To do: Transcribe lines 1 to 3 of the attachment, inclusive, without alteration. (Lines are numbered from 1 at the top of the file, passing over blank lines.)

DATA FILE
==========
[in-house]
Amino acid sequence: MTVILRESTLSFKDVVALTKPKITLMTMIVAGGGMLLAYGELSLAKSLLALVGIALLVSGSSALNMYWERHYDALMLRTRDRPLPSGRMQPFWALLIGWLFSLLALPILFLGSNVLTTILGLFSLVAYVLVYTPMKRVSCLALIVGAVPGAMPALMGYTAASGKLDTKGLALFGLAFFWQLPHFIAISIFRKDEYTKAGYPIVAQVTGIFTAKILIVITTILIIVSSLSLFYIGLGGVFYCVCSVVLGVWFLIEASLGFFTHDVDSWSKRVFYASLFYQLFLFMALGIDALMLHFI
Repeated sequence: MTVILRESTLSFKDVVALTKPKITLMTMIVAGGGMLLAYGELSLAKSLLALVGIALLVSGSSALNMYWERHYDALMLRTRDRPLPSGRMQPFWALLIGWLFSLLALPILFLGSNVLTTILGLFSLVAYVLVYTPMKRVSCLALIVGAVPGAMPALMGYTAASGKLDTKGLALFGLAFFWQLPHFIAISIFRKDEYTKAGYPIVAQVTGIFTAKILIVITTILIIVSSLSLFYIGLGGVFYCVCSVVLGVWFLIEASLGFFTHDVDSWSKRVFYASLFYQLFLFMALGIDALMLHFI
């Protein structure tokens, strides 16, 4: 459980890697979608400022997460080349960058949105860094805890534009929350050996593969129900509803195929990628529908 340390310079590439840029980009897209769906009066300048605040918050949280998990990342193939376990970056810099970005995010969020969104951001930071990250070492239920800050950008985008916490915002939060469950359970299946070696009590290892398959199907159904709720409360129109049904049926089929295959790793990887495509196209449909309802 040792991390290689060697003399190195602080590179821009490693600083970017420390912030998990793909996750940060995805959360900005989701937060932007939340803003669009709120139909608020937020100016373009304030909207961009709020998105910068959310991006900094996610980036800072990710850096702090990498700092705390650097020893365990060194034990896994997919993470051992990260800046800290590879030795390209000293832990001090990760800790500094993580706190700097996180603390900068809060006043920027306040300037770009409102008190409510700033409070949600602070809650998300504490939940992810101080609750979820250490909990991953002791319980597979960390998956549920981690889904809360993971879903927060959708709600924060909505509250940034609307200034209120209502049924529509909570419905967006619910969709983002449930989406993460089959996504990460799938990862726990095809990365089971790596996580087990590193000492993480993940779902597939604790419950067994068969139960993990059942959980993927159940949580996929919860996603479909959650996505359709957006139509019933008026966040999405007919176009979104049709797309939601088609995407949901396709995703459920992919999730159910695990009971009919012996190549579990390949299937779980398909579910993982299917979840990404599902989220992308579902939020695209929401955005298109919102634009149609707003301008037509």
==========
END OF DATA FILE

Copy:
[in-house]
Amino acid sequence: MTVILRESTLSFKDVVALTKPKITLMTMIVAGGGMLLAYGELSLAKSLLALVGIALLVSGSSALNMYWERHYDALMLRTRDRPLPSGRMQPFWALLIGWLFSLLALPILFLGSNVLTTILGLFSLVAYVLVYTPMKRVSCLALIVGAVPGAMPALMGYTAASGKLDTKGLALFGLAFFWQLPHFIAISIFRKDEYTKAGYPIVAQVTGIFTAKILIVITTILIIVSSLSLFYIGLGGVFYCVCSVVLGVWFLIEASLGFFTHDVDSWSKRVFYASLFYQLFLFMALGIDALMLHFI
Repeated sequence: MTVILRESTLSFKDVVALTKPKITLMTMIVAGGGMLLAYGELSLAKSLLALVGIALLVSGSSALNMYWERHYDALMLRTRDRPLPSGRMQPFWALLIGWLFSLLALPILFLGSNVLTTILGLFSLVAYVLVYTPMKRVSCLALIVGAVPGAMPALMGYTAASGKLDTKGLALFGLAFFWQLPHFIAISIFRKDEYTKAGYPIVAQVTGIFTAKILIVITTILIIVSSLSLFYIGLGGVFYCVCSVVLGVWFLIEASLGFFTHDVDSWSKRVFYASLFYQLFLFMALGIDALMLHFI